A guest post by KYLE HILLER
1. Jealousy and Envy
It’s easy to watch your friends, colleagues, and even your siblings achieve success and wonder why you haven’t achieved any success on your own. When others do reach new achievements, a pitfall that is often stumbled into is envy. You want the glory that they have. You want the jobs or the fiscal freedom that comes with whatever they’ve got. This consuming emotion doesn’t lead to success. If anything, it will bring regression. You’ll start to reconsider if what you’re doing is enough: Why them and not me?
There is an answer to that question: It’s just not your time yet. But it will come. And it is important to remain focused on your own goals as opposed to the goals of others. Live your life, not the life of your peers.
2. Working Too Hard
A common phrase that gets swung around is that “you have to work hard to get the things you want”. While hard work is a definite must, there still needs to be a balance in how much hard work you’re putting in. Your mind and body can only put out so much energy in a day. Over-exhaustion can lead to stress-induced injuries and malnourishment. Make an effort to work efficiently. For instance, single-tasking can help you stay keen on your goals. Mitigating your work hours with frequent breaks allows the brain to breathe.
3. Fear of Setting Goals
Are you good enough? Well, that depends. Are you willing to take the steps needed to be good enough? If so, then yes, you are good enough, even if you aren’t there yet. Sitting around wondering if you can do what you want to do has never brought success to anyone. Committing to a list of goals―often illustrated in realistic baby steps―and crossing off each step as you go along will set your barometer.
Getting started is arguably the hardest part. We’re often constricted by our fear of not being ready. The reality is that no one is ever entirely ready for their endeavors. But starting along the path allows an opportunity to learn what your strengths and flaws are. Sitting in the chair staring idly at your goal list isn’t going to get you anywhere.
5. Thinking of Yesterday
We often revise our history in our minds and pretend that we didn’t make the mistakes in the past. In our imaginations, today would be perfect and all of our goals would be achieved and there would be nothing to worry. Unfortunately, life doesn’t work that way. Everyone makes mistakes. Mistakes are chances to discover something new about ourselves. Overcoming adversity begins with tackling the present day, not dwelling on woulda, coulda, shoulda.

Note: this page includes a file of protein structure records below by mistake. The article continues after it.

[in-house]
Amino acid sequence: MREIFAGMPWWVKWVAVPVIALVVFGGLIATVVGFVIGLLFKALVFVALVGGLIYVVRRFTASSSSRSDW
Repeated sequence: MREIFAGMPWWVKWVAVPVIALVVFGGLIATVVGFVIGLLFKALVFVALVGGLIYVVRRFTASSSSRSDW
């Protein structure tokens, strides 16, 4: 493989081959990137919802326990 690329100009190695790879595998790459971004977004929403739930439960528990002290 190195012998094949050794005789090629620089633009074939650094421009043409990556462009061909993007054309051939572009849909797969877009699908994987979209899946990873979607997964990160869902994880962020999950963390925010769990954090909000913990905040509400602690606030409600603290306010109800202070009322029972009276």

6. Thinking of Tomorrow
The idea of tomorrow can be frightening. Will I be able to finance my goals? My life? Will I have the support system behind me in case I fail at this? All of these concerns are legitimate and should be considered, but not so intensely. Not knowing what’s up ahead can be unnerving, and while it shouldn’t be taken too lightly, there isn’t much you can do. If you commit to your goals, pivot and make compromises as you go along, and remind yourself of why you’re doing what you do in the first place, then everything will be just fine.
Today is the most important day, every day.
7. Expecting Perfection
Being happy is not synonymous with perfection. Perfection indicates the end of growth. Nothing else can be done, and nothing else can be achieved. Yes, you achieved your goals. Great job! But now what? You’ve done so much to become a goal-oriented person in your pursuit of happiness, you hit those marks, and now that there’s perfection, there’s nothing left to do. A goal-oriented person with nothing to do is not a happy person.
8. Expecting A Perfect Relationship
Love isn’t perfect, either. Relationships―even friendships―require maintenance, work, and balance. There is no such thing as the perfect partner, even though it often seems that way in the “honeymoon phase”. Accept the love that you have, try not to occupy on a person’s flaws, and see them for who they are, what they stand for, and how they are trying to grow. A good partner or friend will do the same for you, too.
9. Expecting A Perfect Body
How often are we forced to buy into ideas of how we’re supposed to look? Where we’re supposed to buy our clothes? What size we should be? These high standards are dangerous sources for stress. It’s hard to ignore them, but it isn’t impossible. Determine your own opinion of yourself, and continue to work towards whatever goals and standards you’ve set for you. Everyone is different.
10. Not Accepting The Word “No”
One word that has two letters can carry such power. It can defeat you, over and over again. But guess what? You’re going to hear no more often than yes in your pursuit for happiness. And that’s okay. Each no is a forward step towards the yes you’ve been looking for. Don’t take all the no’s personally.
11. Making Excuses
Coming up with lies, blame, and other stories to take the weight off your shoulders isn’t healthy. It leads to delusion. Soon, you’ll start to believe all the excuses you make. Ultimately, you’ll fail to see your own flaws clearly, which stunts your personal growth.
What are your expectations? Who set them for you? Did you or were these standards set by someone else, like your parents or a series of articles you read in a publication? If they aren’t your own expectations, get rid of them. You won’t be happy if you’re trying to live someone else’s life. Let their expectations be theirs and choose your own.
Being truly happy can happen for you if you learn how to listen to yourself. Distractions, expectations, and double standards are often oversaturating the human mind. These things prevent us from finding peace within ourselves. Our own voices become smaller and more distant. Find your voice, forgo these things, and you’ll be taking huge leaps towards being happy.